Police officers are shown near the location of a shootout that erupted in a Miami neighborhood on Thursday, Jan. 20, 2011, killing two Miami-Dade police officers and a suspect, authorities said. Miami-Dade Mayor Carlos Alvarez said the first officer had been shot once and died at the scene. The second officer, who was shot several times, was taken to a hospital and later died, Alvarez said
MIAMI - Two Miami-Dade Police officers have died after gunfire erupted as they served a warrant on a suspect, who would also die.
According to Miami-Dade Police Director James Loftus, Officer Roger Castillo would die on the scene outside a home in Liberty City and Amanda Haworth would pass away while undergoing surgery at Jackson Memorial Hospital, Thursday. "Our worst nightmare was visited upon us again today," Loftus said.
The body of Castillo was removed at 3:45 in the afternoon. A Miami-Dade Fire Rescue ambulance would transport the body as several motorcycle officers and police cruisers escorted the vehicle to the medical examiner's office.
A second procession would form at JMH, just after 6 p.m., for Haworth. Her body was draped with a U.S. flag, as she was wheeled into an ambulance, which would take her body to the ME's office. A stream of officers would line up and walk with the body into the building.
A command post and rows of police tape would remain on the scene, at a home on Northwest 69th Street and Seventh Avenue, as police continued to investigate the scene following the shooting that went off at about 11 in the morning. "These officers died in the line of duty very heroically," said Miami-Dade Mayor Carlos Alvarez.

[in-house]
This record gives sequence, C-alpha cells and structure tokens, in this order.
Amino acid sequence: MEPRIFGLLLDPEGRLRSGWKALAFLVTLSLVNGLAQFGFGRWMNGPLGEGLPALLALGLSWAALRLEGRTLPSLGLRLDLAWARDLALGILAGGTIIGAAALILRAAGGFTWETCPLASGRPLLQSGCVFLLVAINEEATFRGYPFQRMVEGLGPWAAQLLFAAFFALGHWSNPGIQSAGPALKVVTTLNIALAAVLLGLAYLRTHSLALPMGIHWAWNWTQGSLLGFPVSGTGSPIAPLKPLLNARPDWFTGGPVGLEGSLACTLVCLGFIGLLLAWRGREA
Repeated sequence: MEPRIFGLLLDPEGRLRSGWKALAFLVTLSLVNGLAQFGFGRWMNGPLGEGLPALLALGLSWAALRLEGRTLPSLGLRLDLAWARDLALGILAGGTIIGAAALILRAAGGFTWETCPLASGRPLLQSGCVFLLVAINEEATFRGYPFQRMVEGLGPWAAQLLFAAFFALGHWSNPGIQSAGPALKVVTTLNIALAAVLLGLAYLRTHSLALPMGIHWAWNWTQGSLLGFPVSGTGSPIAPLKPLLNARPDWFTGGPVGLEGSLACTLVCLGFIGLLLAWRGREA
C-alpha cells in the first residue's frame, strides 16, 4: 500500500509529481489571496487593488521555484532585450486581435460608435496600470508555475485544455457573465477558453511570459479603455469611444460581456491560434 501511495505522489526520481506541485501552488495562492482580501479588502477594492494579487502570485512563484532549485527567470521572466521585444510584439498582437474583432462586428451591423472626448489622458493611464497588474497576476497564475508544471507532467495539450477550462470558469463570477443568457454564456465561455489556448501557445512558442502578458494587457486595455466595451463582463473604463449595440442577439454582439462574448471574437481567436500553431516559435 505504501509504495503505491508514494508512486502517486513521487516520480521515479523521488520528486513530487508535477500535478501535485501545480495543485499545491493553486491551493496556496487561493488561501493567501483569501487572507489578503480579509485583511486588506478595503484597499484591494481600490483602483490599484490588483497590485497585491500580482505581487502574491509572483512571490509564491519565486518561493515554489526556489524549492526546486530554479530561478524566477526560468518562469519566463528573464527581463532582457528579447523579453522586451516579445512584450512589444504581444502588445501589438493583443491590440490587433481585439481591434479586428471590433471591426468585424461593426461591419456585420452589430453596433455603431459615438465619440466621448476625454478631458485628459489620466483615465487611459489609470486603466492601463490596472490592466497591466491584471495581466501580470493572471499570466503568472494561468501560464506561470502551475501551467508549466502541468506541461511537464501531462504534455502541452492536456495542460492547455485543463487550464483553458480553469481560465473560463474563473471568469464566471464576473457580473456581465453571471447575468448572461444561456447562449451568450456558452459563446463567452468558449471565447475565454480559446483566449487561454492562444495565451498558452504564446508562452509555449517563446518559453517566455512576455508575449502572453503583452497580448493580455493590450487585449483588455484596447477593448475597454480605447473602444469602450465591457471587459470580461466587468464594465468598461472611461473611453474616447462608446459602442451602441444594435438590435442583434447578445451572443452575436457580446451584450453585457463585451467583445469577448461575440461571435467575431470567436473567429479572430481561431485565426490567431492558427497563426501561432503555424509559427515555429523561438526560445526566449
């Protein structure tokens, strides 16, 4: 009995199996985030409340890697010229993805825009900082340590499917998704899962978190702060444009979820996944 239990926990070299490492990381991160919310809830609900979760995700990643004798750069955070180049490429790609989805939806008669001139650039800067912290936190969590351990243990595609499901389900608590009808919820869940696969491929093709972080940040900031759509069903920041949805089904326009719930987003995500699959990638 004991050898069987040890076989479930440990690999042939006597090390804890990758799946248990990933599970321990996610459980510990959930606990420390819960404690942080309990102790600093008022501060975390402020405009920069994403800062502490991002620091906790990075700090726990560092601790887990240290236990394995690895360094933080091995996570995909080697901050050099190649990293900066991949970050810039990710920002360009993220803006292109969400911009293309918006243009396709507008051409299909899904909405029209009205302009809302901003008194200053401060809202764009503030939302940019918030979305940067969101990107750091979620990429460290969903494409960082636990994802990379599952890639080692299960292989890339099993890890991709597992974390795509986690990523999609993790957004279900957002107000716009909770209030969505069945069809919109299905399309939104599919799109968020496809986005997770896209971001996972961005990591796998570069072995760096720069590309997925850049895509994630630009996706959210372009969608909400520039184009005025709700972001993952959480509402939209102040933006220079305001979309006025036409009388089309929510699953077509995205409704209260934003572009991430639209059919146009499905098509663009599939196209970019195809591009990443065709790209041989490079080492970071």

Miami-Dade Police Commander Nancy Perez was the first officer to break the news that Castillo had died, just after 12 noon. "The other officer... We lost one," she said as she struggled to hold back tears. "He was an excellent officer, an excellent man, just like any other officer that is out there working to protect the community," she said.
Later, Alvarez would announce Haworth had passed away at around 1 p.m. "I'm sad to report that the second officer that was shot on the scene expired at Jackson Memorial Trauma Center," he said. "She got to the trauma center in extremely critical condition. The trauma center, being the professionals that they are, did everything they could to save her, but apparently she lost her life."
Alvarez, who was once the Director of Miami-Dade Police, said he took this shooting very personal. "It's shocking, it's heartfelt, really I can't put it into words," he said. "I'm not here as the mayor speaking because, when you know someone and the type of job they are doing, it's personal."
Loftus arrived at the shooting scene soon after Castillo's body was removed, and he would not hold back his feelings. "I've been doing this a long time," Loftus said, "and I am angry. These people are two angels from our police department, and they were murdered today, and I'm angry about it."
Lisa Tuffy, officer Castillo's neighbor, teared up as she remembered what a great man he was. "Roger was a man of integrity, morals, a fabulous sense of humor, and we were very blessed to have him in the neighborhood," she said.
Before he identified the officers, Loftus had spent time at JMH with colleagues and Haworth's loved ones. "I know these people," Loftus said. "It's a close knit group, and we're torn apart about this. It makes me sick, nauseated to talk to an officer's father who has been murdered."